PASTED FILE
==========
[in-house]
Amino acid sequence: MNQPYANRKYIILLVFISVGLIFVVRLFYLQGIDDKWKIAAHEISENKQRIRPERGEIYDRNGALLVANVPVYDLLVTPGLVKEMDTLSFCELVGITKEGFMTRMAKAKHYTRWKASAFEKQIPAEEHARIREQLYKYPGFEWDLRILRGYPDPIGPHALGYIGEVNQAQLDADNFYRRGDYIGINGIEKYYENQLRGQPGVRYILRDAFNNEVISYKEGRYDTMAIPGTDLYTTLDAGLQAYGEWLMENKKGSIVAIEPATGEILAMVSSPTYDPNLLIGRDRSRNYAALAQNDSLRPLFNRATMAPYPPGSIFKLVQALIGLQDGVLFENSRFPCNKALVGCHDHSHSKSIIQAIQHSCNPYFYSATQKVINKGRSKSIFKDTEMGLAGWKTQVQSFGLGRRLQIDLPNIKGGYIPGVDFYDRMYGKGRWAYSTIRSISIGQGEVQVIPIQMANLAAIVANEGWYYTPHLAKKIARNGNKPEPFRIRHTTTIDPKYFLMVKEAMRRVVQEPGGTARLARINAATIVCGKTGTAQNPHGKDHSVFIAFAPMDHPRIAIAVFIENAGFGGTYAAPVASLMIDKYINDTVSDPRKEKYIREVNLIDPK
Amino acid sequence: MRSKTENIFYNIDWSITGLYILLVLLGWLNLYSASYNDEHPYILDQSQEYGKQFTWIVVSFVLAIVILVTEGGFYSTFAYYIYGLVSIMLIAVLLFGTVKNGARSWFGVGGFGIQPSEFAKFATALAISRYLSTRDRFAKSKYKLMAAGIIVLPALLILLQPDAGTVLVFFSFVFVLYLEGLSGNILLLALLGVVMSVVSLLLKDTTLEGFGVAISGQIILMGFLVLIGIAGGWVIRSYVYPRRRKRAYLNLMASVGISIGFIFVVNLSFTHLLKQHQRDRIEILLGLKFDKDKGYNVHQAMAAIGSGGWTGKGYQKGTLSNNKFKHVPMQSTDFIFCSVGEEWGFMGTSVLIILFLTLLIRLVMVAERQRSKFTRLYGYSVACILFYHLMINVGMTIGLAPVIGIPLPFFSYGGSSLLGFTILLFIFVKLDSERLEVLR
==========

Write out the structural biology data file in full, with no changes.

[in-house]
Amino acid sequence: MNQPYANRKYIILLVFISVGLIFVVRLFYLQGIDDKWKIAAHEISENKQRIRPERGEIYDRNGALLVANVPVYDLLVTPGLVKEMDTLSFCELVGITKEGFMTRMAKAKHYTRWKASAFEKQIPAEEHARIREQLYKYPGFEWDLRILRGYPDPIGPHALGYIGEVNQAQLDADNFYRRGDYIGINGIEKYYENQLRGQPGVRYILRDAFNNEVISYKEGRYDTMAIPGTDLYTTLDAGLQAYGEWLMENKKGSIVAIEPATGEILAMVSSPTYDPNLLIGRDRSRNYAALAQNDSLRPLFNRATMAPYPPGSIFKLVQALIGLQDGVLFENSRFPCNKALVGCHDHSHSKSIIQAIQHSCNPYFYSATQKVINKGRSKSIFKDTEMGLAGWKTQVQSFGLGRRLQIDLPNIKGGYIPGVDFYDRMYGKGRWAYSTIRSISIGQGEVQVIPIQMANLAAIVANEGWYYTPHLAKKIARNGNKPEPFRIRHTTTIDPKYFLMVKEAMRRVVQEPGGTARLARINAATIVCGKTGTAQNPHGKDHSVFIAFAPMDHPRIAIAVFIENAGFGGTYAAPVASLMIDKYINDTVSDPRKEKYIREVNLIDPK
Amino acid sequence: MRSKTENIFYNIDWSITGLYILLVLLGWLNLYSASYNDEHPYILDQSQEYGKQFTWIVVSFVLAIVILVTEGGFYSTFAYYIYGLVSIMLIAVLLFGTVKNGARSWFGVGGFGIQPSEFAKFATALAISRYLSTRDRFAKSKYKLMAAGIIVLPALLILLQPDAGTVLVFFSFVFVLYLEGLSGNILLLALLGVVMSVVSLLLKDTTLEGFGVAISGQIILMGFLVLIGIAGGWVIRSYVYPRRRKRAYLNLMASVGISIGFIFVVNLSFTHLLKQHQRDRIEILLGLKFDKDKGYNVHQAMAAIGSGGWTGKGYQKGTLSNNKFKHVPMQSTDFIFCSVGEEWGFMGTSVLIILFLTLLIRLVMVAERQRSKFTRLYGYSVACILFYHLMINVGMTIGLAPVIGIPLPFFSYGGSSLLGFTILLFIFVKLDSERLEVLR